This photo shows the type of image from the tracker and I must admit on the final day of walking I was glued to the tracker waiting to see them reach the finish at Owers Corner.

Awaiting their triumphant return

We have now been in contact with them and they had a great trip with unusually dry weather except for the last bit which was in a tropical thunderstorm. So much so that the bus to pick them up was bogged on the way and the trip back to Port Moresby was a very slippery slide of a drive.

We are all awaiting their triumphant return to Tumbarumba and hearing their stories. They’re due back into town in the early hours of Monday morning after arriving in Sydney late Sunday night and then the gruelling 6-7 hour bus drive home. The weather has turned cold and I have had to light the fire so I’m sure they will notice the difference from the humidity of Papua New Guinea.

Isn’t it funny what a single Facebook memory can unleash? A whole new story of getting mail in the jungle and the importance of keeping letter writing alive.

Who are you going to write a letter to today?

Deb xx

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39 Replies to “You’ve got mail! That time a surprise mail delivery in the jungle while walking the Kokoda Track made you laugh and cry.”

    1. Thanks so much Toni, it’s a great opportunity for the students in our town and they are lined up for years to come wanting to go when it’s their turn. My husband has been involved since 2006 and enjoys it just as much each time he does it! I was proud to do it but that was enough for me!

      Liked by 2 people

  1. You are such an inspiration Deb as is the Mathematician. What a wonderful experience for these young people and they will learn so much from their trek in many areas of their lives. Thanks for sharing your story and yes the days of writing letters is becoming a lost art but how lovely that you, and all the girls including Emilia wrote letters to Grant to keep his spirits up. You will be glad to have him home. xx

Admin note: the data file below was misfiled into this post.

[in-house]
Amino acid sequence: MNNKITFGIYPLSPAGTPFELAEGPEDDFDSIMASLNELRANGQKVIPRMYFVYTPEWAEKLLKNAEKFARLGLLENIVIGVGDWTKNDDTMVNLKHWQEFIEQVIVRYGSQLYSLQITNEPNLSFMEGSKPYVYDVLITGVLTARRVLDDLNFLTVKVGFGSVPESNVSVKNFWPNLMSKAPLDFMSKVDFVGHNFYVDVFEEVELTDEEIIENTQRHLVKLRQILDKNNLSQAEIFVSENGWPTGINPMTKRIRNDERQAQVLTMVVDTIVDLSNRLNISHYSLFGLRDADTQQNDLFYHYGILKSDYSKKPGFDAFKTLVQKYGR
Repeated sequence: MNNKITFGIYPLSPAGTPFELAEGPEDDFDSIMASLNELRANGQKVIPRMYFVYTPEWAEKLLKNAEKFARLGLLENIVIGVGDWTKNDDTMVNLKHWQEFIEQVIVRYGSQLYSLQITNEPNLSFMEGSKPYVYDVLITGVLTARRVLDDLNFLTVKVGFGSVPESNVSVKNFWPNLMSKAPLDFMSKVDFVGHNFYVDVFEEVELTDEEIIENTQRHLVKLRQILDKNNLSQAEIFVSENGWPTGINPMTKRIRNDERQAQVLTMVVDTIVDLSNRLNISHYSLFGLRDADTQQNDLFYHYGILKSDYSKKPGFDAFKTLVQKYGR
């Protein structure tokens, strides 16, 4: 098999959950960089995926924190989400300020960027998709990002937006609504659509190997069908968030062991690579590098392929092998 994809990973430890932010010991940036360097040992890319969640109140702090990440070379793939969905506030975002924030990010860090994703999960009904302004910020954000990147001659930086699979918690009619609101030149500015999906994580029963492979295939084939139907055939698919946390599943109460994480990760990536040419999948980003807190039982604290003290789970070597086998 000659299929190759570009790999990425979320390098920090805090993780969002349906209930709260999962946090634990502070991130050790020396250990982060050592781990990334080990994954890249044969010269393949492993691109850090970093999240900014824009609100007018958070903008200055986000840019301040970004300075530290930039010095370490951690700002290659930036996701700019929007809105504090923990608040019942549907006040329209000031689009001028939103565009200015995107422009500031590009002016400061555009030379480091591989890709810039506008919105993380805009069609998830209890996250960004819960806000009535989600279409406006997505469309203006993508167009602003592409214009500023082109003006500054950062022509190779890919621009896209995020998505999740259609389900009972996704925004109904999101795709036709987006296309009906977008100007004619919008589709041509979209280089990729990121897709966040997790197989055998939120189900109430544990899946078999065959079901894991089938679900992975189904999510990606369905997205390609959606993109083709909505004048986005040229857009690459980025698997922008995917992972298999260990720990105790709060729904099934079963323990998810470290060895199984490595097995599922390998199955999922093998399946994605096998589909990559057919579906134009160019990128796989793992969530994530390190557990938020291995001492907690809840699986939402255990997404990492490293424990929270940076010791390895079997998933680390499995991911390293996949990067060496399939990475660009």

Liked by 2 people

    1. I sure will be happy to have him home safe and sound Sue! I’m so glad you found this post interesting, I wanted to share a different type of activity rather than just the day to day hard slog of walking up and down hills! I can’t wait to hear what he thought of Emilia’s letter 🙂

      Like

  2. What an amazing, life enhancing experience – how great that your husband is able to return and guide each year’s young people. I’m sure they find it quite liberating to be away from technology for that amount of time, although I’m sure they took cameras to record a few ‘selfies’ along the way! You’ll be pleased to have them back safely again. What a lovely idea to write those surprise letters, I bet there are a few tears at that point!

    Liked by 2 people

  3. When I lived in PNG I visited the Moresby end of the track many times but never walked it. Well done on completing it. I was back in POM mid last year and met a man and his son who were evacuated out..they were devastated ..certainly not a walk in the park.

    Liked by 2 people

    1. No it’s certainly not a walk in the park Albert. That’s interesting that you lived in PNG, it’s an interesting place to visit but not on everyone’s bucket list! I have heard of many who haven’t been able to complete it and being evacuated is a sad end for anyone. Thanks for your comment, I am proud of having done it and proud of my husband’s efforts with the students, it has the potential to make a real difference to their lives.

      Liked by 1 person

      1. I admire what your husband is doing.I lived there for nearly 3 years 1989-91 and visited nearly every part of the mainland and islands with the exception of the Sepik which I regret not having the opportunity to visit. If PNG could sort out its crime and corruption issues the rest of the Pacific would suffer greatly as tourists flocked to PNG. It is without doubt one of the most scenically beautiful and interesting countries in the world.

        Liked by 1 person